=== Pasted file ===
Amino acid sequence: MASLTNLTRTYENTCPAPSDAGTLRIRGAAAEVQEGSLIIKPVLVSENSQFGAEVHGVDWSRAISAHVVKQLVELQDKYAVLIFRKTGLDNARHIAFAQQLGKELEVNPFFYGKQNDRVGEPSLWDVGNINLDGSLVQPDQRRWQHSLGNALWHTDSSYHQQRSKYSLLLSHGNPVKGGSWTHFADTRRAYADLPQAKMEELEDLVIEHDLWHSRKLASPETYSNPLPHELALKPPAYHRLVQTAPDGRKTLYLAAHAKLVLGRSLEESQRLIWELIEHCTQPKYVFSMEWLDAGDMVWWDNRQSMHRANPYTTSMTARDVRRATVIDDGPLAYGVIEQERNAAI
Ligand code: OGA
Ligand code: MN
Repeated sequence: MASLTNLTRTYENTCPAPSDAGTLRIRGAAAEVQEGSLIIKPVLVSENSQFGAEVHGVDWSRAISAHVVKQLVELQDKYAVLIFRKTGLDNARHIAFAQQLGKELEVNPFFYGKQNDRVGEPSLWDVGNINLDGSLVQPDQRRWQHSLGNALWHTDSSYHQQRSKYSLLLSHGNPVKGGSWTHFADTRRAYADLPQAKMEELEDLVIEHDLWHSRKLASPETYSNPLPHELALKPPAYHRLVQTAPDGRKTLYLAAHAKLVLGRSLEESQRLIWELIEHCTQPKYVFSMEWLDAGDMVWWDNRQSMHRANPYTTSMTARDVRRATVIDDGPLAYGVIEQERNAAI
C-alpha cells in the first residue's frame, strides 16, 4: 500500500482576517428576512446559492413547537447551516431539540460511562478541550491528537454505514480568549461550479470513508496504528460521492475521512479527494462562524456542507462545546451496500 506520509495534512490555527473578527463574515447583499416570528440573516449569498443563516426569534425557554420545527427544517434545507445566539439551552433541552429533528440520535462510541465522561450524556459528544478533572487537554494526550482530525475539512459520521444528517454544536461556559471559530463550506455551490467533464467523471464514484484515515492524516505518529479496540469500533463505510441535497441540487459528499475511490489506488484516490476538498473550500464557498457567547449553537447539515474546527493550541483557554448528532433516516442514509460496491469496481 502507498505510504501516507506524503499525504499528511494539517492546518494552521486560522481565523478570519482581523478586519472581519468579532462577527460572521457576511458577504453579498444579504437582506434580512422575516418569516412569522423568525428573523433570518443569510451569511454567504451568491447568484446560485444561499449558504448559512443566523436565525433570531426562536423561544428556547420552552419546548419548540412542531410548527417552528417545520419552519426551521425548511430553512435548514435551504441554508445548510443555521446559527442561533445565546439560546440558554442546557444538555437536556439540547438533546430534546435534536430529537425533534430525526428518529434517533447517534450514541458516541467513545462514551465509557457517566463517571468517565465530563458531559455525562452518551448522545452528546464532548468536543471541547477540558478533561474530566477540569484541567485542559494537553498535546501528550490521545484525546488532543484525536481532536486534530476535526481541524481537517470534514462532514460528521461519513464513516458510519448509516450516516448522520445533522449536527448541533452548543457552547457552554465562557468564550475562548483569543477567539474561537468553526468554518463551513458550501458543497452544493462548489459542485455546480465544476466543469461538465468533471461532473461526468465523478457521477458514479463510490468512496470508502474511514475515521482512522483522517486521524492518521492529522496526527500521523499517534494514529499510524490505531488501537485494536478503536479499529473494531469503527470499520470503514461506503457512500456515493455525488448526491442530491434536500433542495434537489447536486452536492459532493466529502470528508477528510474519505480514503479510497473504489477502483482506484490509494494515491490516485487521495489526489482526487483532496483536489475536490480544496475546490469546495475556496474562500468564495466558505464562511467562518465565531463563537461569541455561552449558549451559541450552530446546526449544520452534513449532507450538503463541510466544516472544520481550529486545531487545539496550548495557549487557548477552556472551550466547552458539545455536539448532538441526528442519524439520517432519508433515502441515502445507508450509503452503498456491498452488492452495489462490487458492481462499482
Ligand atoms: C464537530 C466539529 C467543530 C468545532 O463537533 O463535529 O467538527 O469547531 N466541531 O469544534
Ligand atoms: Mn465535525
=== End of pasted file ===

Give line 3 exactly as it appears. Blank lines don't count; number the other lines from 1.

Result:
Ligand code: MN